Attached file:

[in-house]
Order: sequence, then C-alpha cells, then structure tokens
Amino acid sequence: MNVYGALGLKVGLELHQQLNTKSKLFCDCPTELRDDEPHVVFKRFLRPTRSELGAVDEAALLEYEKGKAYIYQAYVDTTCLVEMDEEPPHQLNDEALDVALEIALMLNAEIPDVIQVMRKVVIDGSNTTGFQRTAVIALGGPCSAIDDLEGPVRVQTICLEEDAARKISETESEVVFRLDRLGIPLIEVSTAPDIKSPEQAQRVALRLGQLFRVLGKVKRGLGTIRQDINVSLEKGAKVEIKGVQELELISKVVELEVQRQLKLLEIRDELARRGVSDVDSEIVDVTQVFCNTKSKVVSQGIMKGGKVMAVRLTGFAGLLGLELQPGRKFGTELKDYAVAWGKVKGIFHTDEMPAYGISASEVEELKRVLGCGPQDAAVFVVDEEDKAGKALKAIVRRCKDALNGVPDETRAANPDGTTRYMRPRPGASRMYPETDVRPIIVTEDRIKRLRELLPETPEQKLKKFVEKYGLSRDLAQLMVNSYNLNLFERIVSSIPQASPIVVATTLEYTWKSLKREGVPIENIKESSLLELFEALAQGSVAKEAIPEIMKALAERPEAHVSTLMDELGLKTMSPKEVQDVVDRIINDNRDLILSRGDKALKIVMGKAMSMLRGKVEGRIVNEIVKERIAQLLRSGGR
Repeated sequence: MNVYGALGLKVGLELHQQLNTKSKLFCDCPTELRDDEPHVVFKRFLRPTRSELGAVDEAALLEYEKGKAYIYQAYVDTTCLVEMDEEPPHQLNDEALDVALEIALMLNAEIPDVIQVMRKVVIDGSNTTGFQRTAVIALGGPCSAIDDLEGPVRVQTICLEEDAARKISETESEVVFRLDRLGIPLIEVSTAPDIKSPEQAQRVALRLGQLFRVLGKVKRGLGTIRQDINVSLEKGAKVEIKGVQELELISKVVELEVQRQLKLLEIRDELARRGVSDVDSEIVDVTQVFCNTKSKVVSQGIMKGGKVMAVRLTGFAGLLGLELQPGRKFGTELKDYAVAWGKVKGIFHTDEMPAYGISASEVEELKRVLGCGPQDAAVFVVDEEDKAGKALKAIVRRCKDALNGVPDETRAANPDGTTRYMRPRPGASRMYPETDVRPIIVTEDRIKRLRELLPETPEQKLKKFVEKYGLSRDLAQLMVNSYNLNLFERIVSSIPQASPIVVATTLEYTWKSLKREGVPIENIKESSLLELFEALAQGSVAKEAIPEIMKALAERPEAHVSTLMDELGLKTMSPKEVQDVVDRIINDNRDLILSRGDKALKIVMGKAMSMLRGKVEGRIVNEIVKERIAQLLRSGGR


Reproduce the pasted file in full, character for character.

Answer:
[in-house]
Order: sequence, then C-alpha cells, then structure tokens
Amino acid sequence: MNVYGALGLKVGLELHQQLNTKSKLFCDCPTELRDDEPHVVFKRFLRPTRSELGAVDEAALLEYEKGKAYIYQAYVDTTCLVEMDEEPPHQLNDEALDVALEIALMLNAEIPDVIQVMRKVVIDGSNTTGFQRTAVIALGGPCSAIDDLEGPVRVQTICLEEDAARKISETESEVVFRLDRLGIPLIEVSTAPDIKSPEQAQRVALRLGQLFRVLGKVKRGLGTIRQDINVSLEKGAKVEIKGVQELELISKVVELEVQRQLKLLEIRDELARRGVSDVDSEIVDVTQVFCNTKSKVVSQGIMKGGKVMAVRLTGFAGLLGLELQPGRKFGTELKDYAVAWGKVKGIFHTDEMPAYGISASEVEELKRVLGCGPQDAAVFVVDEEDKAGKALKAIVRRCKDALNGVPDETRAANPDGTTRYMRPRPGASRMYPETDVRPIIVTEDRIKRLRELLPETPEQKLKKFVEKYGLSRDLAQLMVNSYNLNLFERIVSSIPQASPIVVATTLEYTWKSLKREGVPIENIKESSLLELFEALAQGSVAKEAIPEIMKALAERPEAHVSTLMDELGLKTMSPKEVQDVVDRIINDNRDLILSRGDKALKIVMGKAMSMLRGKVEGRIVNEIVKERIAQLLRSGGR
Repeated sequence: MNVYGALGLKVGLELHQQLNTKSKLFCDCPTELRDDEPHVVFKRFLRPTRSELGAVDEAALLEYEKGKAYIYQAYVDTTCLVEMDEEPPHQLNDEALDVALEIALMLNAEIPDVIQVMRKVVIDGSNTTGFQRTAVIALGGPCSAIDDLEGPVRVQTICLEEDAARKISETESEVVFRLDRLGIPLIEVSTAPDIKSPEQAQRVALRLGQLFRVLGKVKRGLGTIRQDINVSLEKGAKVEIKGVQELELISKVVELEVQRQLKLLEIRDELARRGVSDVDSEIVDVTQVFCNTKSKVVSQGIMKGGKVMAVRLTGFAGLLGLELQPGRKFGTELKDYAVAWGKVKGIFHTDEMPAYGISASEVEELKRVLGCGPQDAAVFVVDEEDKAGKALKAIVRRCKDALNGVPDETRAANPDGTTRYMRPRPGASRMYPETDVRPIIVTEDRIKRLRELLPETPEQKLKKFVEKYGLSRDLAQLMVNSYNLNLFERIVSSIPQASPIVVATTLEYTWKSLKREGVPIENIKESSLLELFEALAQGSVAKEAIPEIMKALAERPEAHVSTLMDELGLKTMSPKEVQDVVDRIINDNRDLILSRGDKALKIVMGKAMSMLRGKVEGRIVNEIVKERIAQLLRSGGR